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P197 An interpretative phenomenological analysis to explore the experiences of patients after speaking with a health adviser about partner notification
  1. Laura Tickle1,
  2. Merle Symonds1,
  3. Lorna Sutcliffe2
  1. 1Barts Sexual Health Centre, London, UK
  2. 2Centre for Immunobiology, Queen Mary University, London, UK

Abstract

Introduction Partner notification (PN) is pivotal in controlling spread of sexually transmitted infections (STI) by reducing onward transmission and preventing reinfection. We explored the experiences of patients undergoing PN after being diagnosed with a STI.

Methods 259 patients diagnosed with a STI over a 3 week period were invited to complete a PN survey comprising quantitative and qualitative questions. Qualitative data was analysed using Interpretative Phenomenological Analysis (IPA).

Results 76 patients, 20 female and 24 male responded (not all questions were answered). Mean age was 31 (range 16-58). 21 identified as single and 16 partnered. 29% said this was their first clinic attendance, 65% said this was their first ever STI diagnosis and 36% said they attended as a STI contact. Eight main themes were identified: (1) infection source; (2) how to contact partners; (3) difficult information to discuss ‘specific sexual acts performed with every one of them’; (4) uncertainty of partner testing and treatment; (5) concern of providing partner details; (6) future expectations; (7) use of social media; and (8) Health Adviser (HA) qualities. Patients understand PN, but face barriers due to partnership dynamics and lack the skills required for PN. Further partners were contacted following consultation with a HA. Evidence of alternative PN being offered (i.e. provider referral) was limited.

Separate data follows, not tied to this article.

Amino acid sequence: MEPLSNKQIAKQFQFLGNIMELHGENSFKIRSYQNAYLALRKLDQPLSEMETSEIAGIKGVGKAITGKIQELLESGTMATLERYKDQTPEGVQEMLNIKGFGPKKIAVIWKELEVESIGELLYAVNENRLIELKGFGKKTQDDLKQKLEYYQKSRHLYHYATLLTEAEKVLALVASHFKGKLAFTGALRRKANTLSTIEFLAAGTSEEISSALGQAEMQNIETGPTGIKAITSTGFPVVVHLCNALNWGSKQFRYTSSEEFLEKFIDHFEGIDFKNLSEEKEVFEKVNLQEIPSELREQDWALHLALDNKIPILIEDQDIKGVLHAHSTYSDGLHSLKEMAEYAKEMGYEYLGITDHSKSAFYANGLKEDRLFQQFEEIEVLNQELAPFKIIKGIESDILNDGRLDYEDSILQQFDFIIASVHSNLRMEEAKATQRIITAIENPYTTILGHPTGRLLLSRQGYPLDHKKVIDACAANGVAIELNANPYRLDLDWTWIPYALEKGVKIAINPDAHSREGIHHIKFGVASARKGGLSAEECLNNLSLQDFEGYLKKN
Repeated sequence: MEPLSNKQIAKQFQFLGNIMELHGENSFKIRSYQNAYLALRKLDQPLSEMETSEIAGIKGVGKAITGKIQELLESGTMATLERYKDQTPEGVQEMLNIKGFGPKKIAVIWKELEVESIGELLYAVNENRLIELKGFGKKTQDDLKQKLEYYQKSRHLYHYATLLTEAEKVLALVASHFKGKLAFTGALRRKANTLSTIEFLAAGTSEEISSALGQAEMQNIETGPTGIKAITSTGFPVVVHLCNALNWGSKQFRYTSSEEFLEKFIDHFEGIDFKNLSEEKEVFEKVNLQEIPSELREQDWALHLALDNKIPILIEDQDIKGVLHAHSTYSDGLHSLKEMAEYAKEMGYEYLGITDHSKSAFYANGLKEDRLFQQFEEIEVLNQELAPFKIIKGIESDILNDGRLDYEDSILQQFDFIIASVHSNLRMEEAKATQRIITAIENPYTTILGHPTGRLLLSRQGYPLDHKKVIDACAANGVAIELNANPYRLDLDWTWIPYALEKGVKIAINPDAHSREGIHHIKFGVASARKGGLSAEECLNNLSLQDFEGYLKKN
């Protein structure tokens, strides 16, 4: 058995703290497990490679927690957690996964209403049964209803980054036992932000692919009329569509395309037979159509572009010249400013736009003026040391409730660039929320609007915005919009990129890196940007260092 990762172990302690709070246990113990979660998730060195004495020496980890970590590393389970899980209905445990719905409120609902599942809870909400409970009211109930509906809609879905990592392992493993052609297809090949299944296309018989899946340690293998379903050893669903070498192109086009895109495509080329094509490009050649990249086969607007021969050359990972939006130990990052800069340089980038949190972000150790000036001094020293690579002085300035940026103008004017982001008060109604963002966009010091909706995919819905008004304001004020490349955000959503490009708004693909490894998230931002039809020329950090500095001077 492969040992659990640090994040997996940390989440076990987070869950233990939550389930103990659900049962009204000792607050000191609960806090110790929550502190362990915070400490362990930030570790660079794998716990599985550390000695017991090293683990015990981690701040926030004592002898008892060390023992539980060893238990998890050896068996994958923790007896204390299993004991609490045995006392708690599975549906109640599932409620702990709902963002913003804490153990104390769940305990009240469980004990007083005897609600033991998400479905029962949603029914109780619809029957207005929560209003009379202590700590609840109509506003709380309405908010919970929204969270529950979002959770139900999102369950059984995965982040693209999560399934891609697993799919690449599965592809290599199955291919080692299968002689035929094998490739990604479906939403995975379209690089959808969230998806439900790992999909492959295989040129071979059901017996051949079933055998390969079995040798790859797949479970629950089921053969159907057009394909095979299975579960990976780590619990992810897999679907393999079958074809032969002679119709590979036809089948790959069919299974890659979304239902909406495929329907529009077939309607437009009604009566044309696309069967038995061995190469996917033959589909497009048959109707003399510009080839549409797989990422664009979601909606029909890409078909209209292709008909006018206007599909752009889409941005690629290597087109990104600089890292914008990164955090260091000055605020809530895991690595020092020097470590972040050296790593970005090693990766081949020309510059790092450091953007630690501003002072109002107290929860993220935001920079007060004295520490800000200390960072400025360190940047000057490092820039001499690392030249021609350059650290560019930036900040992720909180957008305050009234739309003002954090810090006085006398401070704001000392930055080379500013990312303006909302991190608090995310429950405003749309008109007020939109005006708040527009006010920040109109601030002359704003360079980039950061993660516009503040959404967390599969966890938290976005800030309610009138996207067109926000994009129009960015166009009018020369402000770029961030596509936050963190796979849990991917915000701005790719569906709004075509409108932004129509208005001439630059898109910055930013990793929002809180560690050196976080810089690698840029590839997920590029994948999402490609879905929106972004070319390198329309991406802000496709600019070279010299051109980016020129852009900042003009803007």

Discussion In line with BASHH guidelines, the importance of specialist staff in delivering PN was evident. Novel ways to facilitate sexual history taking and methods to contact partners (i.e. social media) are preferred and should be explored further.

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